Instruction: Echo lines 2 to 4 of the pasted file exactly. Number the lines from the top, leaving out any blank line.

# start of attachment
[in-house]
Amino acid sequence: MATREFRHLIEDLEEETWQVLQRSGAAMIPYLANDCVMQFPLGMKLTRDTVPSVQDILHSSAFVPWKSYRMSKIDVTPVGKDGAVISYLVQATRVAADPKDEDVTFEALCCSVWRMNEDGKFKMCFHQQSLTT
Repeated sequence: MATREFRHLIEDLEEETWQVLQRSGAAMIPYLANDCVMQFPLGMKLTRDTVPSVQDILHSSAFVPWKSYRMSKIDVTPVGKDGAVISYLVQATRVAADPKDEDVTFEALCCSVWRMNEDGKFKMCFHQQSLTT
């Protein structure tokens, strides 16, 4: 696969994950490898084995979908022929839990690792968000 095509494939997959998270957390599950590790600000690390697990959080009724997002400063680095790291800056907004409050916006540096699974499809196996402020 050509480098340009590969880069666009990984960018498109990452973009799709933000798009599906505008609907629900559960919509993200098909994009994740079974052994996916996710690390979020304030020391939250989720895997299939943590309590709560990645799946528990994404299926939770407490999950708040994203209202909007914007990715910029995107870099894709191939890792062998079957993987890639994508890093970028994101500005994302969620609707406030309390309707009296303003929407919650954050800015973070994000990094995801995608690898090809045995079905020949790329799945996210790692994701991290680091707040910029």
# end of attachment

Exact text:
Amino acid sequence: MATREFRHLIEDLEEETWQVLQRSGAAMIPYLANDCVMQFPLGMKLTRDTVPSVQDILHSSAFVPWKSYRMSKIDVTPVGKDGAVISYLVQATRVAADPKDEDVTFEALCCSVWRMNEDGKFKMCFHQQSLTT
Repeated sequence: MATREFRHLIEDLEEETWQVLQRSGAAMIPYLANDCVMQFPLGMKLTRDTVPSVQDILHSSAFVPWKSYRMSKIDVTPVGKDGAVISYLVQATRVAADPKDEDVTFEALCCSVWRMNEDGKFKMCFHQQSLTT
């Protein structure tokens, strides 16, 4: 696969994950490898084995979908022929839990690792968000 095509494939997959998270957390599950590790600000690390697990959080009724997002400063680095790291800056907004409050916006540096699974499809196996402020 050509480098340009590969880069666009990984960018498109990452973009799709933000798009599906505008609907629900559960919509993200098909994009994740079974052994996916996710690390979020304030020391939250989720895997299939943590309590709560990645799946528990994404299926939770407490999950708040994203209202909007914007990715910029995107870099894709191939890792062998079957993987890639994508890093970028994101500005994302969620609707406030309390309707009296303003929407919650954050800015973070994000990094995801995608690898090809045995079905020949790329799945996210790692994701991290680091707040910029």